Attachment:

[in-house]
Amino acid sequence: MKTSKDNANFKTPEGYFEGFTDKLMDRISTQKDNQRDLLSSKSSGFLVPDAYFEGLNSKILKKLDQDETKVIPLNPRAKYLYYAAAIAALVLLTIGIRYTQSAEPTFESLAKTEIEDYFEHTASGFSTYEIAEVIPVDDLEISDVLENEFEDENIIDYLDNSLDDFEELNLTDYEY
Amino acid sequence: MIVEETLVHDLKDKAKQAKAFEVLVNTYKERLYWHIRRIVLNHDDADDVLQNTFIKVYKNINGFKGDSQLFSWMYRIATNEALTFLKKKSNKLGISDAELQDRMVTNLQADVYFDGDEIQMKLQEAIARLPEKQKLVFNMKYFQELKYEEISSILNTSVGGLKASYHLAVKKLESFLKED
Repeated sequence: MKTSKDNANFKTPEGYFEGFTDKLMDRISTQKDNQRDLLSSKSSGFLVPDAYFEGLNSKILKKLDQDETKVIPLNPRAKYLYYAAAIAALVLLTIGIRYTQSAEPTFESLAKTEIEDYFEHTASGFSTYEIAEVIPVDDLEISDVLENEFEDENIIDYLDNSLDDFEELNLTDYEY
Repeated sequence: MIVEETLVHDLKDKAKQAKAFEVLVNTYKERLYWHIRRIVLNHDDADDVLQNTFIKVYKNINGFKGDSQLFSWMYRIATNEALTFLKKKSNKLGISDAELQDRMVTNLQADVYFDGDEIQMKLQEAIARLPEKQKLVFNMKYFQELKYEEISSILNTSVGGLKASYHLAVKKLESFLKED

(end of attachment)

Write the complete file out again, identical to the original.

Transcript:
[in-house]
Amino acid sequence: MKTSKDNANFKTPEGYFEGFTDKLMDRISTQKDNQRDLLSSKSSGFLVPDAYFEGLNSKILKKLDQDETKVIPLNPRAKYLYYAAAIAALVLLTIGIRYTQSAEPTFESLAKTEIEDYFEHTASGFSTYEIAEVIPVDDLEISDVLENEFEDENIIDYLDNSLDDFEELNLTDYEY
Amino acid sequence: MIVEETLVHDLKDKAKQAKAFEVLVNTYKERLYWHIRRIVLNHDDADDVLQNTFIKVYKNINGFKGDSQLFSWMYRIATNEALTFLKKKSNKLGISDAELQDRMVTNLQADVYFDGDEIQMKLQEAIARLPEKQKLVFNMKYFQELKYEEISSILNTSVGGLKASYHLAVKKLESFLKED
Repeated sequence: MKTSKDNANFKTPEGYFEGFTDKLMDRISTQKDNQRDLLSSKSSGFLVPDAYFEGLNSKILKKLDQDETKVIPLNPRAKYLYYAAAIAALVLLTIGIRYTQSAEPTFESLAKTEIEDYFEHTASGFSTYEIAEVIPVDDLEISDVLENEFEDENIIDYLDNSLDDFEELNLTDYEY
Repeated sequence: MIVEETLVHDLKDKAKQAKAFEVLVNTYKERLYWHIRRIVLNHDDADDVLQNTFIKVYKNINGFKGDSQLFSWMYRIATNEALTFLKKKSNKLGISDAELQDRMVTNLQADVYFDGDEIQMKLQEAIARLPEKQKLVFNMKYFQELKYEEISSILNTSVGGLKASYHLAVKKLESFLKED